Friday, February 27, 2009

The Multiplier

The entire debate about the economic stimulus packages debated by Congress during this recession ought to come down to one key number: the Multiplier. This particular multiplier (there are others) represents an ad hoc estimate of the effectiveness of government spending. What we really want to know is whether the multiplier is significantly larger than 1, significantly less than 1, or approximately equal to 1.

A note of caution before proceeding: the Multiplier has no basis in economic theory. It can be backed out of a number of models, but it would almost never be constant. Theoretically based macroeconomic models - both Keynesian and Neoclassical - will deliver a multiplier less than 1 unless they are specifically built to generate large multipliers. The models used by government economists are ad hoc models, which treat macroeconomic movements like Newtonian physics, rather than more complex general equilibrium models which are currently used for most research.

The Multiplier represents the sum of billions of decisions and interactions that result from government fiscal policy. When the government spends money, it borrows or taxes from some people and gives the money to others, either freely or in exchange for goods and services. This may increase total economic activity (a multiplier greater than 1), decrease it (a multiplier less than 1), or leave it essentially unchanged. Each person and firm is going to react differently to the government's borrowing-and-spending. One firm might find loans for investment unavailable because the government has sucked up all the available funds; another firm might be able to keep its factories open because the government places a huge order for widgets.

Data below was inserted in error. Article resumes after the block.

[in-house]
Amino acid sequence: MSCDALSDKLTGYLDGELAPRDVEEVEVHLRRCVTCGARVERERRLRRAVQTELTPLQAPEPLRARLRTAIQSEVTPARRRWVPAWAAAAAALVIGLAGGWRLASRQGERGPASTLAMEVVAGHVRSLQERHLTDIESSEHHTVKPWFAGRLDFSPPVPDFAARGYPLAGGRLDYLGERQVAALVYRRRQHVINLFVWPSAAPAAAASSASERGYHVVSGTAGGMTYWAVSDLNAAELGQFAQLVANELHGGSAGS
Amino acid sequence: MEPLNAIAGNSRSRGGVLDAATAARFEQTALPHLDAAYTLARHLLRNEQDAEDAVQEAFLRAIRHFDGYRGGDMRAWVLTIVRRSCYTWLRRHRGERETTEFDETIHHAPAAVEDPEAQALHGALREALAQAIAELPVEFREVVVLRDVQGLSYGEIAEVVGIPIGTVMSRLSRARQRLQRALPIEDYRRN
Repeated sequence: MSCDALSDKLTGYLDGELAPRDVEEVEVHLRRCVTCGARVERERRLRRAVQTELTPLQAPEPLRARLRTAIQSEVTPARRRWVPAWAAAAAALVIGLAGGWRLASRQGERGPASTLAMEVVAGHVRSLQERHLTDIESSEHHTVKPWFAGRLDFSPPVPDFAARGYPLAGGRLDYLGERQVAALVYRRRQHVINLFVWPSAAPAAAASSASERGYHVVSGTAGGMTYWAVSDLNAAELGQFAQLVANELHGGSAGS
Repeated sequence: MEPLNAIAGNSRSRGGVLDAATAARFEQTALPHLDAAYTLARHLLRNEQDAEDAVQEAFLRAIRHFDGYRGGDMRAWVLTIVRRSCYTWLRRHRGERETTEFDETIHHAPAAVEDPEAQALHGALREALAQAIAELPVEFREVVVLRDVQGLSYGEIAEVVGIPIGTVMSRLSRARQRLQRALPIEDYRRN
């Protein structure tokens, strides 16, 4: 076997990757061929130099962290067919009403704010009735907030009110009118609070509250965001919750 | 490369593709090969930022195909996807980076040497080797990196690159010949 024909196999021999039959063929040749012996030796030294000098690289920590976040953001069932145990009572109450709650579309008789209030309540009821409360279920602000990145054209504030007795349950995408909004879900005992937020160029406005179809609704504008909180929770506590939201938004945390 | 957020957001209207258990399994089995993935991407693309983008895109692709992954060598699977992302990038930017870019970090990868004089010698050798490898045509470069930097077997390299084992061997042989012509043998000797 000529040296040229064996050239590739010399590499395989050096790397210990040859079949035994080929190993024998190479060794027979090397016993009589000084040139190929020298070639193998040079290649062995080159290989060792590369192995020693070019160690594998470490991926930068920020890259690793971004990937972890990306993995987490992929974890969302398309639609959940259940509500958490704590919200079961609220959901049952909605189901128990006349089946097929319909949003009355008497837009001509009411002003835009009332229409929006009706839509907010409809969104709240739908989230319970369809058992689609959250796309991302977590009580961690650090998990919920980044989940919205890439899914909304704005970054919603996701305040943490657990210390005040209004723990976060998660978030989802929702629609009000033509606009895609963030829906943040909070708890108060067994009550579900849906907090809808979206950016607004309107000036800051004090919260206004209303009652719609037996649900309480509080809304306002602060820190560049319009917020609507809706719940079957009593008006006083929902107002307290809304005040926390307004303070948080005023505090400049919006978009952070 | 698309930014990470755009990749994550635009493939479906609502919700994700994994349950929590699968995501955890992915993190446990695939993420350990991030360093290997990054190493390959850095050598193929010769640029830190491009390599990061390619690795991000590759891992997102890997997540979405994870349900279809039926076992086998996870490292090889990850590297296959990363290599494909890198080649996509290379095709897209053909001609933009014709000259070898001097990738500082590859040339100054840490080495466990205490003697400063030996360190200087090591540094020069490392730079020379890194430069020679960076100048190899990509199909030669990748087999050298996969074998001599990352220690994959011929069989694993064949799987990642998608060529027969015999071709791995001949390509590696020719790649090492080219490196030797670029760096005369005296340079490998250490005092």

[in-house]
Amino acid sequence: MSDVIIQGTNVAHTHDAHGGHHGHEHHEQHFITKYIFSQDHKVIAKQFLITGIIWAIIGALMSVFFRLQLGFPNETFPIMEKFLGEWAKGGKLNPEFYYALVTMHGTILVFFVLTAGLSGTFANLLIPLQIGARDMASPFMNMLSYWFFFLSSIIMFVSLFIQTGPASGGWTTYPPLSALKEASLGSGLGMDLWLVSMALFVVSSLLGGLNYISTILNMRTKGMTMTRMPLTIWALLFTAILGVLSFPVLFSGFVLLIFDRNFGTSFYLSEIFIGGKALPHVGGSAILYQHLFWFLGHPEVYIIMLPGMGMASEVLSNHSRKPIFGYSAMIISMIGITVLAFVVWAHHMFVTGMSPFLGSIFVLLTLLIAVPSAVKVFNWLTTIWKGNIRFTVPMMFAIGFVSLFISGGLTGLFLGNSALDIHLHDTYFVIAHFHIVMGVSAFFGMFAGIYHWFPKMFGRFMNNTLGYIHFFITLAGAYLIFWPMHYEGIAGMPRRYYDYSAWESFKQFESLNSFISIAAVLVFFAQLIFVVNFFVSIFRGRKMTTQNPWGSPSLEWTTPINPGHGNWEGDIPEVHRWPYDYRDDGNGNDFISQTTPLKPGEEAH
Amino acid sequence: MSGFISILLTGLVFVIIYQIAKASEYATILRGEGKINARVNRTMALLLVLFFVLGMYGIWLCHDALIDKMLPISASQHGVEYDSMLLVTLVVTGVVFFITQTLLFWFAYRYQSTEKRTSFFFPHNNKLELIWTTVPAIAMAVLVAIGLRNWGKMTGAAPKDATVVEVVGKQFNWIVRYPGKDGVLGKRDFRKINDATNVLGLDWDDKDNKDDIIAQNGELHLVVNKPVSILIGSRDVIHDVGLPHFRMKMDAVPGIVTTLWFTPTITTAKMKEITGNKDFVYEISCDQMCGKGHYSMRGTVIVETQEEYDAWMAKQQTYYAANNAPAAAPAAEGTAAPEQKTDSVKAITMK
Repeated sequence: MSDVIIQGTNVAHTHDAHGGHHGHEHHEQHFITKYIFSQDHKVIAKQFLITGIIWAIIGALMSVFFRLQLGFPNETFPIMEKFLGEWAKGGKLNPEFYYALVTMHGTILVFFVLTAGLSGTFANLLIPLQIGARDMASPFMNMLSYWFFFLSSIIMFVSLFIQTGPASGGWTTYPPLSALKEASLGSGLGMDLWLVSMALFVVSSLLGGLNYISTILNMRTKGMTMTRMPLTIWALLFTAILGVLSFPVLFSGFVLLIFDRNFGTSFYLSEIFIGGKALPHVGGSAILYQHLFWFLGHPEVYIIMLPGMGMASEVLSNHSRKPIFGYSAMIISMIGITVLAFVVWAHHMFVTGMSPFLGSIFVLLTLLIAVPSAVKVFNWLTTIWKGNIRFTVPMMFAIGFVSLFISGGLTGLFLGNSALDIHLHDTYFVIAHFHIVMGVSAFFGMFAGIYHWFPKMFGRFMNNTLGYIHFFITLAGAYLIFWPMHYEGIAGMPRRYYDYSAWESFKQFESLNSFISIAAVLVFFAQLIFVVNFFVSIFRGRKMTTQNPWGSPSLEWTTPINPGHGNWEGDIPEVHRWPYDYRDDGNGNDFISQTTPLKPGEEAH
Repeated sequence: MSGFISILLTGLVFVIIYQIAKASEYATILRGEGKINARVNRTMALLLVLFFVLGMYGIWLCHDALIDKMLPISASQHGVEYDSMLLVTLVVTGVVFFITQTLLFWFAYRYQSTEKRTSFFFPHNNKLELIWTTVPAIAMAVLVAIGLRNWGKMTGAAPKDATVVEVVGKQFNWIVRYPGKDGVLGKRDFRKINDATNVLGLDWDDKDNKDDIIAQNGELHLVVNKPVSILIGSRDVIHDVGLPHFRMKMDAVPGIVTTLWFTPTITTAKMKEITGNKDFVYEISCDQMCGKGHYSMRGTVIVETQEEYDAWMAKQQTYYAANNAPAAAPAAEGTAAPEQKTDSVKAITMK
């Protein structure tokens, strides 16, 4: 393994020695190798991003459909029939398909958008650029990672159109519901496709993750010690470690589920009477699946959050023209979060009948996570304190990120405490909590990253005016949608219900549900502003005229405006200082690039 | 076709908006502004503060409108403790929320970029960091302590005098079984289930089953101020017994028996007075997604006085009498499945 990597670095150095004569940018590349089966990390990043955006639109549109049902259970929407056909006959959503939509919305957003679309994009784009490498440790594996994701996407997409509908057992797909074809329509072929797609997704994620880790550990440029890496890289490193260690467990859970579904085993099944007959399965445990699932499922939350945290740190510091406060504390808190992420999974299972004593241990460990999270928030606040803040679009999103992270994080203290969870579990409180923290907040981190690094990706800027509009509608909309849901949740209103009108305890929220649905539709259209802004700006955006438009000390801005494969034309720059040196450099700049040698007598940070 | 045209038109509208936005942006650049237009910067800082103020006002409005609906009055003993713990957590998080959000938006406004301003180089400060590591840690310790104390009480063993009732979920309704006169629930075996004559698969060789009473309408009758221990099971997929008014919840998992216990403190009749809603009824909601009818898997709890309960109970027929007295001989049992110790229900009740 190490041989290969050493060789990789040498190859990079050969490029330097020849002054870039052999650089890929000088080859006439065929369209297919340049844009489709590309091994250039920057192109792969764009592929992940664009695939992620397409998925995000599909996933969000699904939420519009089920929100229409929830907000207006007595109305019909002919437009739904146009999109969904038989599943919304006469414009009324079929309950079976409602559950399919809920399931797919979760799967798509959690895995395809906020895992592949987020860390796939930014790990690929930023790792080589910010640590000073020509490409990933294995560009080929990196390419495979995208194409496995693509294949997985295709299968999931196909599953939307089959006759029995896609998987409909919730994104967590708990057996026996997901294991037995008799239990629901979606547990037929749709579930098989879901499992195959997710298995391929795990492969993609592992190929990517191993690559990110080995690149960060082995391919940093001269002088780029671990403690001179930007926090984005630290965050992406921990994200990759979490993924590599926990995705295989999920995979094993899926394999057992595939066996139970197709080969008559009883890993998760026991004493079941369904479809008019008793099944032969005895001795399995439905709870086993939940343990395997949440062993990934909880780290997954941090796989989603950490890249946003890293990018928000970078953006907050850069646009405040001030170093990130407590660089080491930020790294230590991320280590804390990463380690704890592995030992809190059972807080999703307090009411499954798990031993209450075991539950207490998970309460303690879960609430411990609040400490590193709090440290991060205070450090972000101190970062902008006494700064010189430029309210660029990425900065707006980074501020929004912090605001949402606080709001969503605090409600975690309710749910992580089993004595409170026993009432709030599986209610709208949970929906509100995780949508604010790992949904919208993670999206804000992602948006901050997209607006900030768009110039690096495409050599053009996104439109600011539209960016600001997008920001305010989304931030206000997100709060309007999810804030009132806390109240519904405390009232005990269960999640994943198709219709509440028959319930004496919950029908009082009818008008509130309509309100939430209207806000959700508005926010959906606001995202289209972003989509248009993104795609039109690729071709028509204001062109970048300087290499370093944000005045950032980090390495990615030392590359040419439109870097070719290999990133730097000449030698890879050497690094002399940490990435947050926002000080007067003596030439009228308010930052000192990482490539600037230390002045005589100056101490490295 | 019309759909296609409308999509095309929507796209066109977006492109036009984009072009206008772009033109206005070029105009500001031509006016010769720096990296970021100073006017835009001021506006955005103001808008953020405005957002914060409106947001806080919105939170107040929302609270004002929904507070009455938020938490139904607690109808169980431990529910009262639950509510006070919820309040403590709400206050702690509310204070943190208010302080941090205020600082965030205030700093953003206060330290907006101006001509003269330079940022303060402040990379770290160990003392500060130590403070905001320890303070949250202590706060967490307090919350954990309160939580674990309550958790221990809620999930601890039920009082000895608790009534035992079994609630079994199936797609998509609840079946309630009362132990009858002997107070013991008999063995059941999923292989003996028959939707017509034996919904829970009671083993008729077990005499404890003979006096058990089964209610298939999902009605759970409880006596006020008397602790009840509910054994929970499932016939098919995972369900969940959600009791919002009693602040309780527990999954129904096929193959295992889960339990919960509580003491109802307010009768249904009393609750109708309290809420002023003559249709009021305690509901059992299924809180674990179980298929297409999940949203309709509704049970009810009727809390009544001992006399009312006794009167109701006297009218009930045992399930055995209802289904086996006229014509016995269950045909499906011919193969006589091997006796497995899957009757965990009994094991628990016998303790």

We cannot count or measure those billions of decisions, but we can estimate, roughly, the size of the Multiplier. Team Obama is acting under the assumption the assumption that the Multiplier on spending is 1.57 and on taxes 0.99 (source).

This is not without support: Valerie Ramey estimates a multiplier of 1.4 in a recent paper (source).

But Hall and Woodward use wartime data to estimate a multiplier on spending near 1, and the Romers find a tax-cut multiplier of 3! In the most exhaustive study, Barro estimates that the multiplier on spending is 0.8, and near zero for non-wartime spending.

Thus, the Obama team is overshooting the most sanguine estimate of the multiplier on spending, and unaccountably ignoring its own CEA Chair's high estimate of the tax-cut multiplier.

If they are correct, then the spending is a good thing for most Americans. However, the plan still harms some groups: most significantly the young, who will pay the interest on this debt for the rest of our lives. There is no economic theory that suggests government stimulation is helpful for long-run growth - usually, the opposite is true - so we, the young, will be earning less during our lifetimes, and paying higher taxes.

If Team Obama is incorrect, and the multiplier is about 1, then it is spinning its wheels and redistributing income away from the young and toward the old and favored. Perhaps that is good politics, since the young don't vote, and won't see these tax increases until Obama is in the history books.